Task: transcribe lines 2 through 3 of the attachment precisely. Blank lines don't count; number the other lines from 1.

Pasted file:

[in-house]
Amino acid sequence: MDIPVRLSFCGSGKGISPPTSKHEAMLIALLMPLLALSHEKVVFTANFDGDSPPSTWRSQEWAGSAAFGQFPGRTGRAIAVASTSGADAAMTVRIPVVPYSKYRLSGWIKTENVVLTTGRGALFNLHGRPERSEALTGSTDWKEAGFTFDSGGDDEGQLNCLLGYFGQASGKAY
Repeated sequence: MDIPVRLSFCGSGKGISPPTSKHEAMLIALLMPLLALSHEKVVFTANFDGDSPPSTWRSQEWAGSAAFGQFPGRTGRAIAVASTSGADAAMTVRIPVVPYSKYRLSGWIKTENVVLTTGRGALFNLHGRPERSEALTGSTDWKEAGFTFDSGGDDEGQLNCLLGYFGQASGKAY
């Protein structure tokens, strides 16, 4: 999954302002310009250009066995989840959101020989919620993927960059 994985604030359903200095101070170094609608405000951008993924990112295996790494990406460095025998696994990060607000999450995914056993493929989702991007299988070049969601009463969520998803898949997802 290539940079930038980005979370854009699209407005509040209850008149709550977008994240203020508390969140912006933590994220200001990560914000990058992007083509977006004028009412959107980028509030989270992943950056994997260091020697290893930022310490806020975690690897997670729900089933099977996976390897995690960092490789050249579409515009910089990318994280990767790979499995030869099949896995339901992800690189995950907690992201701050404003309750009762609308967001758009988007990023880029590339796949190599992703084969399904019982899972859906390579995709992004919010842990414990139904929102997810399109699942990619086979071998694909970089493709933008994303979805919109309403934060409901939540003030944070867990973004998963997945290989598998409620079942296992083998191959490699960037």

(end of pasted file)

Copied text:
Amino acid sequence: MDIPVRLSFCGSGKGISPPTSKHEAMLIALLMPLLALSHEKVVFTANFDGDSPPSTWRSQEWAGSAAFGQFPGRTGRAIAVASTSGADAAMTVRIPVVPYSKYRLSGWIKTENVVLTTGRGALFNLHGRPERSEALTGSTDWKEAGFTFDSGGDDEGQLNCLLGYFGQASGKAY
Repeated sequence: MDIPVRLSFCGSGKGISPPTSKHEAMLIALLMPLLALSHEKVVFTANFDGDSPPSTWRSQEWAGSAAFGQFPGRTGRAIAVASTSGADAAMTVRIPVVPYSKYRLSGWIKTENVVLTTGRGALFNLHGRPERSEALTGSTDWKEAGFTFDSGGDDEGQLNCLLGYFGQASGKAY